It would be nice to be able to trade off precision of the vector output of some backend with the size of that output. For instance the factorization diagrams are rather large when rendered to SVG, but their size could be cut in half by emitting doubles formatted to two significant digits. There is a nice balance that could be struck at a high level where we ensure that we are always within some fraction of what will likely be a pixel in the final output. Then at the level of the backend we would only need to choose the representation that is the smallest for any particular number.
This could be aided by generalized R2.
Auto-generated "simple" prelude
The diagrams library is extremely polymorphic---much too polymorphic for beginning users, perhaps. The goal of this project would be to write some code to automatically generate a module Diagrams.Prelude.Simple which re-exports things from Diagrams.Prelude but with more monomorphic types. This would require obtaining the types of things exported by Diagrams.Prelude, doing some analysis to determine what "simpler" type to use, then outputting the appropriate code. There are some interesting, nontrivial questions to be worked out in terms of how to generate a "simple" type from a more general one. There may even be room for multiple "levels" with successively more polymorphism.
We have a contrib module for drawing trees; we have diagrams-graphviz which can interface with GraphViz to do graph layout. However we are still missing higher-level tools for drawing graphs in general. This might include a language for describing and styling graphs. A big part of it (which would be useful in many contexts) would be building good tools for edge labelling.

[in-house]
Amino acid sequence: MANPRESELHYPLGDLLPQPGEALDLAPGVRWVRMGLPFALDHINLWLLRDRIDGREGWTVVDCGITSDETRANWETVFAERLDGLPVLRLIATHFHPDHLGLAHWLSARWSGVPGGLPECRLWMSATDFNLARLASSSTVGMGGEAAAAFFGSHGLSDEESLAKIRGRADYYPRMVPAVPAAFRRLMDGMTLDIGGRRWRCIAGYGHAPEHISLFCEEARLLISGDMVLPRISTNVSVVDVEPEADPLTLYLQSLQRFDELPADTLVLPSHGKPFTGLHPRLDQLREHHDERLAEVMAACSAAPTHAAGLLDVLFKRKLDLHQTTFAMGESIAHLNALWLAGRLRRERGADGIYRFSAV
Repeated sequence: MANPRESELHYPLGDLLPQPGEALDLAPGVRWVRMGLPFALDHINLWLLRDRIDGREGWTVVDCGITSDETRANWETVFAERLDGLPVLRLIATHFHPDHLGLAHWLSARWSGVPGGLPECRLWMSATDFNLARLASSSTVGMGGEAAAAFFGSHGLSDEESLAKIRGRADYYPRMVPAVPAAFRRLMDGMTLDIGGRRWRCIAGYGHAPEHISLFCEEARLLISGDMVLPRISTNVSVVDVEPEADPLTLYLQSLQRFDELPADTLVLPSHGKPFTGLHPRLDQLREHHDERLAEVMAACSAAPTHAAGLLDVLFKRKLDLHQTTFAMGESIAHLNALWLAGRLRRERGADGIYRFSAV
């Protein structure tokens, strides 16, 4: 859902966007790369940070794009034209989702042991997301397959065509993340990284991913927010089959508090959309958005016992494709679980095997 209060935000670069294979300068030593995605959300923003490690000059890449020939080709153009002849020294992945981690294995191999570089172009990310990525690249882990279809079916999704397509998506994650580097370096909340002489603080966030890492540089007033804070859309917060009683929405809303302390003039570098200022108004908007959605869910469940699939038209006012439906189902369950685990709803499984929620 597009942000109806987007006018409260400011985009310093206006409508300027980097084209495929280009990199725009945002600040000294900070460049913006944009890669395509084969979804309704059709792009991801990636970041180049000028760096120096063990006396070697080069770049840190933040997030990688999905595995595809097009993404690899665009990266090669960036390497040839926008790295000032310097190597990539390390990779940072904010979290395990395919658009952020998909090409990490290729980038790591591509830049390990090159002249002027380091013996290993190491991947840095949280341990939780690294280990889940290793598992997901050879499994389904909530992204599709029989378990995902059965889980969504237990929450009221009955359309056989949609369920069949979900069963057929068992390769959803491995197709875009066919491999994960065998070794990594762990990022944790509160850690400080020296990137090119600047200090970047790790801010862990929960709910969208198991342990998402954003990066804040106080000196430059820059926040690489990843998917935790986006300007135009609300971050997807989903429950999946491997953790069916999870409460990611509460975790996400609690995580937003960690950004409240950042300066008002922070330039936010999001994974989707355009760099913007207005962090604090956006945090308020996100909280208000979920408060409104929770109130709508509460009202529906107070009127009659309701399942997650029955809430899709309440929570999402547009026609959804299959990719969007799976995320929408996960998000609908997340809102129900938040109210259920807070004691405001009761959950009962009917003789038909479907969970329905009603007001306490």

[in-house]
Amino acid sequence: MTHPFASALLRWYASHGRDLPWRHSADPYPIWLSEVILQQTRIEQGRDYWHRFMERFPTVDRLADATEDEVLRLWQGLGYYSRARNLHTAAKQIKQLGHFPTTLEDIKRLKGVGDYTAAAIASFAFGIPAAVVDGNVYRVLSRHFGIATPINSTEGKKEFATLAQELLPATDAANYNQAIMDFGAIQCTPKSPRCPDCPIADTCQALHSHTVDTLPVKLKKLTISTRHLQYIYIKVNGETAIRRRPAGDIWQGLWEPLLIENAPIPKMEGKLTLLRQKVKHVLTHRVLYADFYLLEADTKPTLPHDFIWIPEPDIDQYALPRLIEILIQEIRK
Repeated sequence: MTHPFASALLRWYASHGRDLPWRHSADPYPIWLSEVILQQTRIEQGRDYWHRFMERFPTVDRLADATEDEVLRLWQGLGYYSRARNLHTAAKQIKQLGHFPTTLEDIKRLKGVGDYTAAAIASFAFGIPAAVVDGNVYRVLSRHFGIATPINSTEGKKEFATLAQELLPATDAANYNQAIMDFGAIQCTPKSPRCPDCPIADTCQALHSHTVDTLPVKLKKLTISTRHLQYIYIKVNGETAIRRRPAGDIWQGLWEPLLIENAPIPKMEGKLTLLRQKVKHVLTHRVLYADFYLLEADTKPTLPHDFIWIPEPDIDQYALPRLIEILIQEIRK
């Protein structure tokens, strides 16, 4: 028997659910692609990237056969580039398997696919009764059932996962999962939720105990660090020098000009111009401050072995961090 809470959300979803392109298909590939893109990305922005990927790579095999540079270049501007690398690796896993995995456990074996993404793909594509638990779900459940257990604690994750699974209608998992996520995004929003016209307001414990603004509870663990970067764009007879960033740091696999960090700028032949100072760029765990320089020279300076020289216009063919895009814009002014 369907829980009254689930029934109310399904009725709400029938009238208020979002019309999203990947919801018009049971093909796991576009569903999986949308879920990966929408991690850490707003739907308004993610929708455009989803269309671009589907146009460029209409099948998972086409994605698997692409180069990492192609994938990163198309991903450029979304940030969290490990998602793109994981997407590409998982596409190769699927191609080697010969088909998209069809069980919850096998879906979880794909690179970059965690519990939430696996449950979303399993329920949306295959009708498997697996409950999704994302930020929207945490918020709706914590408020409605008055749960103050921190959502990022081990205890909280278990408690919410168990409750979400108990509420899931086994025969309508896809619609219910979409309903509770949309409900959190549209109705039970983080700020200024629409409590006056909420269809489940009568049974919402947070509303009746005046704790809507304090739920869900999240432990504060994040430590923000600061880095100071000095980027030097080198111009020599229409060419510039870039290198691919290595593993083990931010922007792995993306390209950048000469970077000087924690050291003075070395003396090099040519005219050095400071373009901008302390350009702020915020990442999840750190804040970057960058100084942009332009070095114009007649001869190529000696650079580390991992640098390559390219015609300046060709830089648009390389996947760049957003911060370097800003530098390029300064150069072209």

Do a better job combining envelopes
Add extra intensional information to help do a better job with combining envelopes? e.g. inner and outer bounding boxes, circles, etc. e.g. if the outer bound of one lies completely inside the inner bound of another, the resulting combined envelope can be optimized to not actually do a max operation.
Auto-generate "connect the dots" puzzles
You know those "connect-the-dots" activities for kids? It would be fun to take (say) an SVG as input and output a "connect-the-dots" version. Fun for the whole family.
DSL for identifying subdiagrams
It would be extremely useful if subdiagrams could be identified using a small combinator DSL. For example,
isLine `which` (connects isTriangle isTriangle) to return the line in a diagram connecting two triangles. Or
smallest `which` isCircle the get the smallest circle. Then we would not always need to name subdiagrams and we would gain the ability to modify diagrams and subdiagrams after they have been created. Things like
(isSquare `which` hasEdge 2) # lw 0.2 # fc red, and perhaps even,
delete $ isPoly `which` (numSides 5) become possible. The idea would be to start with something very simple that we could add to incrementally.